may become sources of instruction and valuable consokition. I know
not what they are, have neither seen nor heard the wonders, but if it
be heresy to disbelieve in them as the work of demons or evil spirits,
or anything baleful, and if one shall anathematize me because of such
heresy, he will find, at least I trust he will, enough of the old spirit
transmitted to keep me true to my convictions, and true to the God
who rules not only man but all spirits and all agents, whether in realms
17 q



130

below, around or above. At present, I neither believe, nor reject, nor
fear. Let the marvels come ; let tables, and meal-chests, and broom-
sticks fly without visible help ; and what is there alarming in that .''
All will go on in obedience to that God who so long kept hid the
lightning's power to go in the twinkling of an eye and write our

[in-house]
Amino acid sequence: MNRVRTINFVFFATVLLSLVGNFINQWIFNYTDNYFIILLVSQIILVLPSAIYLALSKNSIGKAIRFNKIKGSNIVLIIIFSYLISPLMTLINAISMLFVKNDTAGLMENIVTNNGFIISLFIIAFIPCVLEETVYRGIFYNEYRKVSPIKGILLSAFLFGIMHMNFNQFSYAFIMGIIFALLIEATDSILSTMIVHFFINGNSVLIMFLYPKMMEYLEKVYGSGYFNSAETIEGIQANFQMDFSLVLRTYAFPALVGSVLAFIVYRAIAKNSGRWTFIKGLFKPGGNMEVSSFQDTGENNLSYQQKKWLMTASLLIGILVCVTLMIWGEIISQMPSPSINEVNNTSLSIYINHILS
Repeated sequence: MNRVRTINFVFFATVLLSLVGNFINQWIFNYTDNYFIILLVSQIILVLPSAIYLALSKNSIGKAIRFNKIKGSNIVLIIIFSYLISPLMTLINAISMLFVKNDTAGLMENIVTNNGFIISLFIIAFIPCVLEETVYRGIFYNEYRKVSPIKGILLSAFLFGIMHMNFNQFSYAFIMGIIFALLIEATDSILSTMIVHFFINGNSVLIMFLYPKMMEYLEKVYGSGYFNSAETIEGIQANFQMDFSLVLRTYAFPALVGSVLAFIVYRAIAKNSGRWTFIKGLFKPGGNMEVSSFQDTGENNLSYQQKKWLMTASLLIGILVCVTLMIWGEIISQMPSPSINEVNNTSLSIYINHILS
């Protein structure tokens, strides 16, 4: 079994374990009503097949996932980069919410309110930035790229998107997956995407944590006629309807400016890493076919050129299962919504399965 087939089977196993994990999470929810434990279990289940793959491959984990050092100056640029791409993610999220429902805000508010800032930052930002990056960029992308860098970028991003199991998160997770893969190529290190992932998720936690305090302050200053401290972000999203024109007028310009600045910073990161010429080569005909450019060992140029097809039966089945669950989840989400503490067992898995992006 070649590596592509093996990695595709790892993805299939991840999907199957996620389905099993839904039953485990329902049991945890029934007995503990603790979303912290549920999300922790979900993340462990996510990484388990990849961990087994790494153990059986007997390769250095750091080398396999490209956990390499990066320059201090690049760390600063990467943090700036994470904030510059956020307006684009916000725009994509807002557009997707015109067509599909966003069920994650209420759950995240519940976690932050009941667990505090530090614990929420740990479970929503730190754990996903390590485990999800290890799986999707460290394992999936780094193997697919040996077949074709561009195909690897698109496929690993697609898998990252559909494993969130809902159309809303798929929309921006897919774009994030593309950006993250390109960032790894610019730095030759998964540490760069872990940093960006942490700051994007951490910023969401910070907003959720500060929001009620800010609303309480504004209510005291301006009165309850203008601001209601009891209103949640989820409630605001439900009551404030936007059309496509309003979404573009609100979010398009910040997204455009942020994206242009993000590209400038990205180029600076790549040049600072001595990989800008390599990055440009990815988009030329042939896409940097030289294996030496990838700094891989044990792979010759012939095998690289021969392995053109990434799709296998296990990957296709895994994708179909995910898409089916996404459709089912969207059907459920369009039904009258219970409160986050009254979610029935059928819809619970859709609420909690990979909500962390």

messages in New Orleans ; and through all whose works, both of
matter and of mind, are diffused vital germs of progress and new
dcvelo-pment.

Electricity and magnetism are new in science, — new as controllable
agents in the hands of man, — but yet have been pervading matter
through all time, and have at intervals been working the wonders of
demonology. Science may, ere long, find means to make these strange
,powers common, and train them to good service in lessening the evils
.and promoting the true welfare of man.

It may have been unwise in me to attempt to throw light into the
darkness that shrouds my ancestors, and bring their deeds before you,
because you thus are made to see that, as with wines, so with the
Putnams, the old are better than the new.

The President then announced the following sentiment, and called
upon Hon. JOHN G. PALFREY :

The County of Middlesex — The home oflndustry, Enterprise, and Literature.
We welcome to our festive board one of her most distinguished sons, whose
reputation for learning belongs to our country, but ia known far beyond its
boundaries.

Mr. PALFREY responded nearly as follows : —

I rise, Mr. Pi'esident, with some feelings of embarrassment, not for
the want of a topic on which to remark, but from the great number
and variety which press and crowd on my attention. I can make but
a passing allusion to one or two. Let me first say, that his Honor the